* Finally, I started an A Song of Ice and Fire podcast shortly before Christmas. I’ve posted three episodes so far, in which I’m joined by the Tower of the Hand’s Stefan Sasse in a discussion of honor, morality, and power in Westeros (and Essos). You can find links to all three episodes here. If you like the essays I’ve written about the books or the show, this should be up your alley.

Cage Variations

September 26, 2011

Matt Rota and I finished our short graphic novel Cage Variations a couple months ago. (Seems like the sort of thing I should mention here.) We are currently looking into various publishing options. In the meantime you can read a few chapters of it here.

Two announcements about my comics

September 22, 2011

I am currently looking for artists for four comics projects. One is long, sleazy, and violent. One is long, sad, and violent. One is short, sad, and violent. One is short, sad, and not violent. If you are interested in working with me on any of these, please drop me a line in the comments or using the contact information available at this link.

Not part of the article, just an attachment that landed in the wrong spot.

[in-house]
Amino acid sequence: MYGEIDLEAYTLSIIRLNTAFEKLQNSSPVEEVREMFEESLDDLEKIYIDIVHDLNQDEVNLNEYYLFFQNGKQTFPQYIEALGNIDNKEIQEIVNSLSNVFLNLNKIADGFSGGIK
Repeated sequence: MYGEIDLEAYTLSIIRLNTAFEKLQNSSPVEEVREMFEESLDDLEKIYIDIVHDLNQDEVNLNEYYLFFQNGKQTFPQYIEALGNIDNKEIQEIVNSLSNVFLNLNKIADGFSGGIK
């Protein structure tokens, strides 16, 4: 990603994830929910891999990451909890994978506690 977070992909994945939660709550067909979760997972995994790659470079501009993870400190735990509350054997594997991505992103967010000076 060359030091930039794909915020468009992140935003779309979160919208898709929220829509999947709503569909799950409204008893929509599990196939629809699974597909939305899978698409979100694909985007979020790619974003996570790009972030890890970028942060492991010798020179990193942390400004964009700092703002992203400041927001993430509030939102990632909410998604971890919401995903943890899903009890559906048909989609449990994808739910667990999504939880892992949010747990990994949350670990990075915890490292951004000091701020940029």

I have also spruced up my Comics page, which contains links to all of my currently published comics. (This includes “Destructor and the Lady,” which is still in progress; it doesn’t include “The Amazing Spider-Man in…The Hundred-Story Hunt,” which goes on sale in Spider-Man #19 on October 26.) Please take a look and read some comics. Perhaps they’ll whet your appetite for working with me. Here are some images from them:

All Domains Must Be Registered

September 8, 2011